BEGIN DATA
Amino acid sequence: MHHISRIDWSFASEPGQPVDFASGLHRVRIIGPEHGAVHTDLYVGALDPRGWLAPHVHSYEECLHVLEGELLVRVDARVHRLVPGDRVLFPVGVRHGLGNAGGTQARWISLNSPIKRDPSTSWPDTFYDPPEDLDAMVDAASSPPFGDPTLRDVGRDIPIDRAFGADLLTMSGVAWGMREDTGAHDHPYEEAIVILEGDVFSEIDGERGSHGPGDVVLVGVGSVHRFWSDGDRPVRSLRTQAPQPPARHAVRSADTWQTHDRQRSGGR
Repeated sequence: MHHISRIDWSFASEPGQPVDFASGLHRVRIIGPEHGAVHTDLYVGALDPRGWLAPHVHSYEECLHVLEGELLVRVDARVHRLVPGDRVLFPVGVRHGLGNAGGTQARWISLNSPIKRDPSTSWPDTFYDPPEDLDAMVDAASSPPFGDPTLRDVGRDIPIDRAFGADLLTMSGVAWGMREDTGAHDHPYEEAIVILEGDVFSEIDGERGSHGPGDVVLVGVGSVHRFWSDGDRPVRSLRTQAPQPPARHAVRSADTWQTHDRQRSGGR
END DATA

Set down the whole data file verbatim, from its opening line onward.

Amino acid sequence: MHHISRIDWSFASEPGQPVDFASGLHRVRIIGPEHGAVHTDLYVGALDPRGWLAPHVHSYEECLHVLEGELLVRVDARVHRLVPGDRVLFPVGVRHGLGNAGGTQARWISLNSPIKRDPSTSWPDTFYDPPEDLDAMVDAASSPPFGDPTLRDVGRDIPIDRAFGADLLTMSGVAWGMREDTGAHDHPYEEAIVILEGDVFSEIDGERGSHGPGDVVLVGVGSVHRFWSDGDRPVRSLRTQAPQPPARHAVRSADTWQTHDRQRSGGR
Repeated sequence: MHHISRIDWSFASEPGQPVDFASGLHRVRIIGPEHGAVHTDLYVGALDPRGWLAPHVHSYEECLHVLEGELLVRVDARVHRLVPGDRVLFPVGVRHGLGNAGGTQARWISLNSPIKRDPSTSWPDTFYDPPEDLDAMVDAASSPPFGDPTLRDVGRDIPIDRAFGADLLTMSGVAWGMREDTGAHDHPYEEAIVILEGDVFSEIDGERGSHGPGDVVLVGVGSVHRFWSDGDRPVRSLRTQAPQPPARHAVRSADTWQTHDRQRSGGR